U.S. Attorney General John Ashcroft is asking Congress for new authority to allow federal agents to better go after suspected terrorists.
Tuesday's attacks in New York and Washington are prompting the government to rethink some of the rules that restrict eavesdropping and surveillance techniques long favored by law enforcement.
Some in Washington are describing the attacks on the World Trade Center and the Pentagon as a massive failure of American intelligence, given the fact that the United States now spends several hundred million dollars a year on intelligence and other measures to combat terrorism.
In fact, Secretary of State Colin Powell says U.S. intelligence had no warning whatsoever that the multiple terrorist strikes were in the making. "Nobody would have anticipated that kind of threat without some sort of cueing or warning that such an attack was on the way or we had some kind of intelligence that such an attack was coming," the secretary said.
The idea that both the nation's financial center as well as it's capital were caught completely off guard is renewing debate about the effectiveness of U.S. intelligence in fighting terrorism and what should be done to improve it.
Attorney General Ashcroft is now calling for quick Congressional action to change the law to give federal agents greater rights to eavesdrop on telephone calls. Authorities are now required to get a court order to tap phone lines.
But Mr. Ashcroft believes such restrictions hamper law enforcement since suspected terrorists are able to evade wiretaps by using mobile phones, laptop computers and other state of the art technology. "If a person ceases using one telephone and begins to use another telephone, we have to go back to court to get new authority," the attorney general said. "Most Americans, we all understand, that you can buy disposable telephones now, use them for a limited period of time, and throw them away and it simply doesn't make sense to have the surveillance authority associated with the hardware or with the phone instead of with the person or the terrorist."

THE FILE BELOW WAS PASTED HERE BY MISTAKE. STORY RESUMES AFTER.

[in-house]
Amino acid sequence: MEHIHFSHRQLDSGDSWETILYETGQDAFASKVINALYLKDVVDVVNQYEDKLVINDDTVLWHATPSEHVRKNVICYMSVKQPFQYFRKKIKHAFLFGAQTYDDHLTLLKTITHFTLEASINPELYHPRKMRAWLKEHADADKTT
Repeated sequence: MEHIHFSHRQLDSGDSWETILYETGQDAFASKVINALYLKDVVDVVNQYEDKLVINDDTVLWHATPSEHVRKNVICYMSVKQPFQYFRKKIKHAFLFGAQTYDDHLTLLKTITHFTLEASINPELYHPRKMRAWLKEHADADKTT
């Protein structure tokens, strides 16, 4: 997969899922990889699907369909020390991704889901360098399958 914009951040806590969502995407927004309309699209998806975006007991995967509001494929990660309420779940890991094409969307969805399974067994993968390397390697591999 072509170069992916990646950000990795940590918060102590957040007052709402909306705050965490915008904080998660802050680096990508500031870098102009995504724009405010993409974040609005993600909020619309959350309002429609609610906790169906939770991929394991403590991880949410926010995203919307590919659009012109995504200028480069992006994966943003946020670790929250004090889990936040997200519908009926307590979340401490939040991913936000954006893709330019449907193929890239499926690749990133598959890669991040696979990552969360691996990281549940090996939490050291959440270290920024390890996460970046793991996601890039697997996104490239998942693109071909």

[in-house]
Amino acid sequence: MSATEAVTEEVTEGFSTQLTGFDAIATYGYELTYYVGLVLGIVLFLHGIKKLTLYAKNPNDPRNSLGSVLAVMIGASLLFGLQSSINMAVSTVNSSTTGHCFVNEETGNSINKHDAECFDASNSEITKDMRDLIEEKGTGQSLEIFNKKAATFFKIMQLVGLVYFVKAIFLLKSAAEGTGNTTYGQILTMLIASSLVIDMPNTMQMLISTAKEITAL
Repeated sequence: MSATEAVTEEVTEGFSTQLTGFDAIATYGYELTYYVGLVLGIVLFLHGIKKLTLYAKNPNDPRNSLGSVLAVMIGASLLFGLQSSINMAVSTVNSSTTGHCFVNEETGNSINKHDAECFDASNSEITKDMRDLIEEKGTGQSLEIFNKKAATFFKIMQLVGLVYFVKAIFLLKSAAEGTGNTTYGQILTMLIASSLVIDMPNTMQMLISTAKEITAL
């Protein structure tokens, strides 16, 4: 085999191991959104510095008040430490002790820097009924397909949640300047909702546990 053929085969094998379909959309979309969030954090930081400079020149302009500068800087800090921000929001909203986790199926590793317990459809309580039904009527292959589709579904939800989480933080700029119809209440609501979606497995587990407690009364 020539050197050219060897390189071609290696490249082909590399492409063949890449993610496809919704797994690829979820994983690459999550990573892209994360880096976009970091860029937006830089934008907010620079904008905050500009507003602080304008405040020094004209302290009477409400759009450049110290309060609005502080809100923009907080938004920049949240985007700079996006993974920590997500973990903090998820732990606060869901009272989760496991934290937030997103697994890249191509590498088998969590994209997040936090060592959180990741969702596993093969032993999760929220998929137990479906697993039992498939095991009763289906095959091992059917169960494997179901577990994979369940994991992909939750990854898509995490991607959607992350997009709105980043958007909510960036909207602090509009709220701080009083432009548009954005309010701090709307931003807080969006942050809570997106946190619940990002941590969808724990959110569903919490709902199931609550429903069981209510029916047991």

Law enforcement has better tools to investigate illegal gambling, he says, than it does to pursue suspected terrorists.
President Bush told reporters Sunday any changes in the law should respect Americans' right to privacy but that law enforcement needs to have new tools to fight the kind of threats the nation now faces. "We're facing a new kind of enemy, somebody so barbaric that they would fly airlines into buildings full of innocent people," Mr. Bush said. "And therefore, we have to be on alert in America. We're a nation of law, a nation of civil rights. We're also a nation under attack."
Some members of Congress are also suggesting restrictions be revised on how the Central Intelligence Agency recruits agents. In the 1970's, following allegations of CIA involvement in political assassinations overseas, Congress assigned more oversight to the agency, while restricting its ability to deal with potential informers inside terrorist organizations or unsavory governments.
Appearing on CNN Sunday, Florida Senator Bob Graham, chairman of the Senate Intelligence Committee, said it's time for what he calls a more pragmatic approach toward intelligence gathering. "The fact is that if you want to get somebody to get close to [Osama] Bin Laden to be able to understand what he's thinking about and what actions he may be likely to take, I would not suggest that you go to the monastery to try to find that person," Ahmad Shah Masood. "The people that have the ability to get close are likely to be the people pretty much like the ones who are now working with Bin Laden."
Former CIA director James Woolsey says the events of the past week have prompted what he calls a sea change in attitudes toward intelligence gathering. Congress will soon have to decide where an individual's right to privacy stops and where law enforcement's right to use increasingly intrusive measures to battle terrorism begins."